Grāmadevatā

From Hindupedia, the Hindu Encyclopedia

By Swami Harshananda

Sometimes transliterated as: Gramadevata, GrAmadevatA, Graamadevataa


Grāmadevatā literally means ‘village deity’.

The concept of grāmadevatā[1] is very ancient. Grāmadevatās are found all over modern day India in either their own shrines or under big trees (especially in the rural and tribal areas).

They are guardian deities situated at the entrance of the villages. Their main duty is to protect the village from epidemic diseases, natural disasters and evil spirits. They are the mother-goddesses mainly the aspects of Pārvatī.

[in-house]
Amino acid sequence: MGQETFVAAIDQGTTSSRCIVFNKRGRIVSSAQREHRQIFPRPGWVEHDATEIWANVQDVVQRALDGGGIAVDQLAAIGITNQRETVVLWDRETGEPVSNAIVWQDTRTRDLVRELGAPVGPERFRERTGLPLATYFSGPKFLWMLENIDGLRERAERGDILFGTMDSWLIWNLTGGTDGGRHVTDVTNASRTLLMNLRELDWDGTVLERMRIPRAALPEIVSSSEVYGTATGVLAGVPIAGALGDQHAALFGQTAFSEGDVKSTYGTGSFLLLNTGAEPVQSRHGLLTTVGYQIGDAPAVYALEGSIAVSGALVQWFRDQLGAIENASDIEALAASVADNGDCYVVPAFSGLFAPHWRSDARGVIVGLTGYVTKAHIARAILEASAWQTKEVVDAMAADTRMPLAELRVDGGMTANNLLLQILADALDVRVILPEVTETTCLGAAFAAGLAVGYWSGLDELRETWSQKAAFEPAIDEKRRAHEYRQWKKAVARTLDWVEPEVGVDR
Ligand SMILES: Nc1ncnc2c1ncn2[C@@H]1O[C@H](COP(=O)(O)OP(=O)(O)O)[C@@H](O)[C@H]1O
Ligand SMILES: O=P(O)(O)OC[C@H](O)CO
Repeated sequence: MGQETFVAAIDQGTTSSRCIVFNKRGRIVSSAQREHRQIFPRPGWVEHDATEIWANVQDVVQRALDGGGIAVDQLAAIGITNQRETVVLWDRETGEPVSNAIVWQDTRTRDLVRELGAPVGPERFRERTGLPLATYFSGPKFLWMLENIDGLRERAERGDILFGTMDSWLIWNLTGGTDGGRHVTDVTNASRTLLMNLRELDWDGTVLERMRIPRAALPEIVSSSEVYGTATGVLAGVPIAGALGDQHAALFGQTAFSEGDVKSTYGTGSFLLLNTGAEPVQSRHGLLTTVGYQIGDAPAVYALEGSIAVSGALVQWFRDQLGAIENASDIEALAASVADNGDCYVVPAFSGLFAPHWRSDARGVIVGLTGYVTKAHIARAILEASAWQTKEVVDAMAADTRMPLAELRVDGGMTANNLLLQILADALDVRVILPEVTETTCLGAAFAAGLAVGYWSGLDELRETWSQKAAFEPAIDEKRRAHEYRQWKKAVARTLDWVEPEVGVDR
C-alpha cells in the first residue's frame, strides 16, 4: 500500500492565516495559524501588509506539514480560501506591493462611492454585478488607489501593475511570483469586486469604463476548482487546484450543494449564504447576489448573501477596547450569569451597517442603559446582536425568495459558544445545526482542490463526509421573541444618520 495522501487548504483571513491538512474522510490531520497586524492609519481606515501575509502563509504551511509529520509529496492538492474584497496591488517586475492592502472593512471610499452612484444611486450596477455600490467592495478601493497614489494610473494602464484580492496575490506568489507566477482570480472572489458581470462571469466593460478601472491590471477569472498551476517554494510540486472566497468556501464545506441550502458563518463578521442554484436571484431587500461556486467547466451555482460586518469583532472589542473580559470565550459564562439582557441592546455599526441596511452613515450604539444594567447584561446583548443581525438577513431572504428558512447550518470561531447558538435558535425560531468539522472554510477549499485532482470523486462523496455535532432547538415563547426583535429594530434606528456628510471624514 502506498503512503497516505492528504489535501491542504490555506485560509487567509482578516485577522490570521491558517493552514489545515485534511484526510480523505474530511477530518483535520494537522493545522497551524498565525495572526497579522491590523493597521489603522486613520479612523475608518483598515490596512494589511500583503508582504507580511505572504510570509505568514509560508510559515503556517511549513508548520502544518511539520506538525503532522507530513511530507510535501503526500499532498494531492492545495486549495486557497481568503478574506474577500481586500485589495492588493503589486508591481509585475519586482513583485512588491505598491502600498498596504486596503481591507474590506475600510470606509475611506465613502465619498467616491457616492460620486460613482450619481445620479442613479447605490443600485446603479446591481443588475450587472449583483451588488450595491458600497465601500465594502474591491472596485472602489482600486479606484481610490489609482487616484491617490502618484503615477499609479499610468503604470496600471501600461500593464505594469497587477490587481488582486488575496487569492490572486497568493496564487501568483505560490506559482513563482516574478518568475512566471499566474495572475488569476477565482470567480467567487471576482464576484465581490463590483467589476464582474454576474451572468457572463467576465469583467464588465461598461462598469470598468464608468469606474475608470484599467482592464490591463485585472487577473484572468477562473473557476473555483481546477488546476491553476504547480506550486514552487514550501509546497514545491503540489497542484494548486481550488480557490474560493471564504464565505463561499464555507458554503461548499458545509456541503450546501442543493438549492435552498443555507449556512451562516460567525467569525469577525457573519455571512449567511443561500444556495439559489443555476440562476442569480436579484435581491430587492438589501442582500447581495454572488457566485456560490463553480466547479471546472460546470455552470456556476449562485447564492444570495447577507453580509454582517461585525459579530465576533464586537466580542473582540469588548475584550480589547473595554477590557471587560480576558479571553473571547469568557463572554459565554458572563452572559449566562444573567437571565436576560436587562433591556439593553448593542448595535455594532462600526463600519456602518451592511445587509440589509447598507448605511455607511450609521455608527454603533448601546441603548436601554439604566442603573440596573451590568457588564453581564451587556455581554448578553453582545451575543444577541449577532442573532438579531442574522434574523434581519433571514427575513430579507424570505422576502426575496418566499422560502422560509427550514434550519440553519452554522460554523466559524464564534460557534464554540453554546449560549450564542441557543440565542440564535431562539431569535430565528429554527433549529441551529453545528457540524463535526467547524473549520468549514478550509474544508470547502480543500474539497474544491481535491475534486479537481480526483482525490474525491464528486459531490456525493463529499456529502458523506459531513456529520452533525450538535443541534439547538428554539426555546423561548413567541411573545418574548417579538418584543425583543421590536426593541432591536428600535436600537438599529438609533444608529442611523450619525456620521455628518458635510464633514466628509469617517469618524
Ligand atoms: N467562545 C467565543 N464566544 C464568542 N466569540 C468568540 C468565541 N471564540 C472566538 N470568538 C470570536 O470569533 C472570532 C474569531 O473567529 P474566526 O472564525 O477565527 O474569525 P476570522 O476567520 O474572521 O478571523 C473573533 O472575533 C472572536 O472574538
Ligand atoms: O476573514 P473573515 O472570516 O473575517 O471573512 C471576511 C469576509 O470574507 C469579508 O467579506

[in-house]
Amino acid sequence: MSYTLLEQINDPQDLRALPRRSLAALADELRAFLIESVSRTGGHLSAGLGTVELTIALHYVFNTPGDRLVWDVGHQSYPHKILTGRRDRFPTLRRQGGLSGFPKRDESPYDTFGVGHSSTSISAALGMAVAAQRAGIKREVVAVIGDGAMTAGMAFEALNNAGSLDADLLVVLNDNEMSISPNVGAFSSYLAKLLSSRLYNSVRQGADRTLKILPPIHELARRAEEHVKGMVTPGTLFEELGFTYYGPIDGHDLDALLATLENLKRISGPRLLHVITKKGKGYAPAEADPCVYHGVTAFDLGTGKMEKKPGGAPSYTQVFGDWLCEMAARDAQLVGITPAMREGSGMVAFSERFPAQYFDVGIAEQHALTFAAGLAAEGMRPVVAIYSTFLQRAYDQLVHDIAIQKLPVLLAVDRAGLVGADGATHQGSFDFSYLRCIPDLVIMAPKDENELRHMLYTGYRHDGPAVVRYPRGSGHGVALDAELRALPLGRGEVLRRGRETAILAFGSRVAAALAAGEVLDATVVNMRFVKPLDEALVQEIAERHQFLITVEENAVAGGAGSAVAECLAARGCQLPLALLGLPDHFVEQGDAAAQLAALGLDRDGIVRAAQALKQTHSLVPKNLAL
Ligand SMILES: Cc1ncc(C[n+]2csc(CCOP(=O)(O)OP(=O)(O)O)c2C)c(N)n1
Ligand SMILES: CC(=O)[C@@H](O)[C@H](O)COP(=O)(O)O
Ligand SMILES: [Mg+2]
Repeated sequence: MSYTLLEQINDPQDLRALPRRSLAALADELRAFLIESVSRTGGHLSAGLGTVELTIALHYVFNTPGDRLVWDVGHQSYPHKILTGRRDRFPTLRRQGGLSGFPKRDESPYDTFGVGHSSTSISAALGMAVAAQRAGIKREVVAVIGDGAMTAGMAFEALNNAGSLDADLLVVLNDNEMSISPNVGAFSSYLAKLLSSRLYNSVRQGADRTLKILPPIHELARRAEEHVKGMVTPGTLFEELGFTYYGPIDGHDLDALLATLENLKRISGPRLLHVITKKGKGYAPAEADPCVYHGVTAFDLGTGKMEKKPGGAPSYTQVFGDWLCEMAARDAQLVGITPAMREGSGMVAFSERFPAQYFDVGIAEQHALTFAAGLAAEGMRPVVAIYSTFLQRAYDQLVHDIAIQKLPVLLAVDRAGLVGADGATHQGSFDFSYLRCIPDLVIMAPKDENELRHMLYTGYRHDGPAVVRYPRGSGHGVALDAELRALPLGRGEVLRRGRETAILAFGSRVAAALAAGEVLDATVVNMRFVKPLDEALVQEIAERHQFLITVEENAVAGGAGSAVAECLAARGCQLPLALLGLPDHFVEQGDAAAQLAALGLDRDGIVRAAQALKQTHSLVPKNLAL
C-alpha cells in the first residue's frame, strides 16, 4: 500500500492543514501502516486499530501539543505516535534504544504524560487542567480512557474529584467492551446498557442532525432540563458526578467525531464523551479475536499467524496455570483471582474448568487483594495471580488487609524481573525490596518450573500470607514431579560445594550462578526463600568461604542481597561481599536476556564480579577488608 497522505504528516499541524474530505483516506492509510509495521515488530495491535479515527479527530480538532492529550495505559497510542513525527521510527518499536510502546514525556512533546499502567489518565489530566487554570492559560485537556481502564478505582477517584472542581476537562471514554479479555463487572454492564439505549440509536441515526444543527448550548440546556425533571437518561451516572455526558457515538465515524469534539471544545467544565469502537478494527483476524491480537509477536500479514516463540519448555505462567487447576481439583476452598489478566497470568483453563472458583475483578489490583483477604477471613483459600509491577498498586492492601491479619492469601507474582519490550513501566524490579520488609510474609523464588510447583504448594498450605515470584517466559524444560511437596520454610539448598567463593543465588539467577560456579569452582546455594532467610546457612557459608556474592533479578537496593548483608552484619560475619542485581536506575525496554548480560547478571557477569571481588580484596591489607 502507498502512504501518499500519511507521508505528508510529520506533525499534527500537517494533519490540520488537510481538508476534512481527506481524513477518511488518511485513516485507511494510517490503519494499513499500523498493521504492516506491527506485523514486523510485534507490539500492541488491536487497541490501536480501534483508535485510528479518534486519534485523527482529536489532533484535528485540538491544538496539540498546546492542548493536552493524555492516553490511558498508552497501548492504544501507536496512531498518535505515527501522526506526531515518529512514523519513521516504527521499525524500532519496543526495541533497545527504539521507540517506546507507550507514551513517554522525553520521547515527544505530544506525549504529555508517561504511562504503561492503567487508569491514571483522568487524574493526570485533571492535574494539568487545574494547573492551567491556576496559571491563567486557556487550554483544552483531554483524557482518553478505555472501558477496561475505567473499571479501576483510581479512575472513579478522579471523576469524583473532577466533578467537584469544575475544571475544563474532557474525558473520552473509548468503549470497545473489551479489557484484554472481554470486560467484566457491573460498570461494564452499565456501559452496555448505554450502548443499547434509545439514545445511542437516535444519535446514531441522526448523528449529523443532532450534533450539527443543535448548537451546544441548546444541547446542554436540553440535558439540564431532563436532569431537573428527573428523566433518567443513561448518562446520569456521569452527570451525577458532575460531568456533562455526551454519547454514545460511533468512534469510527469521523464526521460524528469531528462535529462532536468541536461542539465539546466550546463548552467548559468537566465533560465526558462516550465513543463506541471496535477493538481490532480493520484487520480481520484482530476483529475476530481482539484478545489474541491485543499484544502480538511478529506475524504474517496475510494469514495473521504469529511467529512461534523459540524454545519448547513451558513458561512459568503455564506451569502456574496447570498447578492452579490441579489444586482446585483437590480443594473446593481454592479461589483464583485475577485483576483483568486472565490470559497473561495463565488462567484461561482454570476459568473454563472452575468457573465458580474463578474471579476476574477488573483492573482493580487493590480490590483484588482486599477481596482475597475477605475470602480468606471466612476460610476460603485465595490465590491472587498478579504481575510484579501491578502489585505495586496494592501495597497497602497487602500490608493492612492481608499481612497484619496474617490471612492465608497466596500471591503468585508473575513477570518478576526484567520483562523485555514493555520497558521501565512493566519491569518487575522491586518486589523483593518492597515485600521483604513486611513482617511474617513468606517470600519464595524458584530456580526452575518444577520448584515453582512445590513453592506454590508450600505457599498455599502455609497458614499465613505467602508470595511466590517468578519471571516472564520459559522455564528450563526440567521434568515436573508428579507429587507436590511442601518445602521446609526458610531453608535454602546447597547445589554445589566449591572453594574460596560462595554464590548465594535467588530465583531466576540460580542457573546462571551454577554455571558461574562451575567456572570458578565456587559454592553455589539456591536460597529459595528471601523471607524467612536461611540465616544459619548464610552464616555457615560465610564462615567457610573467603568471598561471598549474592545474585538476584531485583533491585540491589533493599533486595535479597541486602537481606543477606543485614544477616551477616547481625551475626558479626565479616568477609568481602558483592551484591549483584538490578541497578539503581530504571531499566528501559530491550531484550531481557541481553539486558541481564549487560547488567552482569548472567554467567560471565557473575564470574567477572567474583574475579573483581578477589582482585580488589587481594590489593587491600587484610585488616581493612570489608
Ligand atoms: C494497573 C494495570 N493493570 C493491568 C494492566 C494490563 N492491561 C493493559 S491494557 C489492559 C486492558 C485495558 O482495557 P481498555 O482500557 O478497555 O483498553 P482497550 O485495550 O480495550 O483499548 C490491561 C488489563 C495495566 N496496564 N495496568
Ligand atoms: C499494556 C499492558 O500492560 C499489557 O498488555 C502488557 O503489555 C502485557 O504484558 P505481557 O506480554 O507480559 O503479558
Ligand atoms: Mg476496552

Clay images of horses and elephants are often placed in the premises of these deities.

Grāmadevatās are worshiped by the villagers either regularly or on important occasions like:

  • Beginning of agricultural year
  • Protection of the crops
  • Prevention of diseases
  • Auspicious ceremonies in the family like marriage or birth


References

  1. Grāmadevatā is the village deity or a tutelary deity.
  • The Concise Encyclopedia of Hinduism, Swami Harshananda, Ram Krishna Math, Bangalore